Using a drill press to do countersinking ensures superior accuracy and repeatability. The job entails the beveling or tapering of the end of a hole using a conical cutter. The hole has to be slightly countersunk so pins can be driven effortlessly into a workpiece. It will also allow you to form recesses into which to place flathead screws. The drill press ensures that you can run the countersink at approximately half the speed for the same drill size. You want the feed to be light but not overly so as to cause chatter. The depth stop of the power tool ensures that the recess will enable the flush positioning of the flathead screw to the surface.
II. Spot Facing
Basically the same as counter boring, spot facing requires the use of a drill press that will ensure secure mounting of the stock while eliminating the backlash from the drill press spindle. When an ordinary hand drill is used and you have to work with rough castings or uneven and rough or curved surfaces not at right angles with your cutting tool, chances are you will end up with a broken tool. The tiltable work surface of the drill press lets you start the spot facing and avoid too much feed, preventing damage to the stock and avoiding wastage of material.
Sometimes, you will need to cut a thread into a drilled hole. Thanks to the special ability of a drill press, you are even able to select and drill the proper tap drill size and then use the tool chuck to secure the tap in place and align it while turning by hand. Although you can’t really carry out power tapping, you can still use it to do hand tapping by switching the unit off then connecting the tap directly into the machine’s geared drill chuck and turning the drill chuck with your hand. You will of course have to apply light pressure on the tap using the hand feed lever, a technique that also works nicely when using small drill presses that allow hand-feed.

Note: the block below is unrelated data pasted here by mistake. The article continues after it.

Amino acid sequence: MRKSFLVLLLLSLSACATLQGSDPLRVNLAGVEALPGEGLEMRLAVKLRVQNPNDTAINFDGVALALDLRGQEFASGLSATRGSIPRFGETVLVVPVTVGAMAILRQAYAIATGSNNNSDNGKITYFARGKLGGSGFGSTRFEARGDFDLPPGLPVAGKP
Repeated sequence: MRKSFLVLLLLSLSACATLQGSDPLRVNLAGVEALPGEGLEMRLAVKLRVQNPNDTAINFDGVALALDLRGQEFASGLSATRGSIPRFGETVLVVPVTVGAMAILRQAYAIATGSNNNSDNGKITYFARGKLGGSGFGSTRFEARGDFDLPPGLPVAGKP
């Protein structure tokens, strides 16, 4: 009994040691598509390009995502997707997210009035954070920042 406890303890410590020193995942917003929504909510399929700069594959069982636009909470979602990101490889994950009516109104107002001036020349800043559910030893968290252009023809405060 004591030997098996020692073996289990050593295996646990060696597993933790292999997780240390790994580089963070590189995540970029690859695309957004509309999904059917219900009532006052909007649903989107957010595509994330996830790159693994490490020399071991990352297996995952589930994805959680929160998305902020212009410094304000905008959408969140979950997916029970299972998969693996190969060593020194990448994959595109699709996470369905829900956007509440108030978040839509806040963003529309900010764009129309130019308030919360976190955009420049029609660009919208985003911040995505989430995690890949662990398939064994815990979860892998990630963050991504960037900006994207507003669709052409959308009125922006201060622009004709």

The drill press also enables you to ream a drilled hole. Although nearly impossible, this job entails that a hole be drilled to an exact standard diameter, and the drill press provides the level of accuracy necessary for the task. Using the drill press, you must first drill a slightly undersized hole and then proceed to ream that hole to size. The slight chamfer characteristic of the drill press tip will aid in the starting and alignment of the ream. The machine ensures smooth and sharp cutting edges while the smooth work surface lets you work consistently. You get just enough feed pressure thanks to the pulley system that controls spindle turn so you won’t end up with a damaged workpiece.
V. Hole boring
Accurate boring requires that you use a rigid and sturdy machine that can deliver sufficient power feed. This job is not recommended to be carried out with a manual drilling machine such as a hand drill, since hand feed will not be smooth enough and can even be dangerous. The tool bit might even catch the stock and throw it back at you. The drill press lets you secure your workpiece on the work surface using a clamp or vise. The bit is directly above the workpiece so entry is precise. You simply set to the appropriate spindle speed that matches the material as well as the diameter of the bit. Use slower spindle speeds for large diameter bits and hard material. On the other hand, use faster spindle speeds for soft material along with small diameter bits.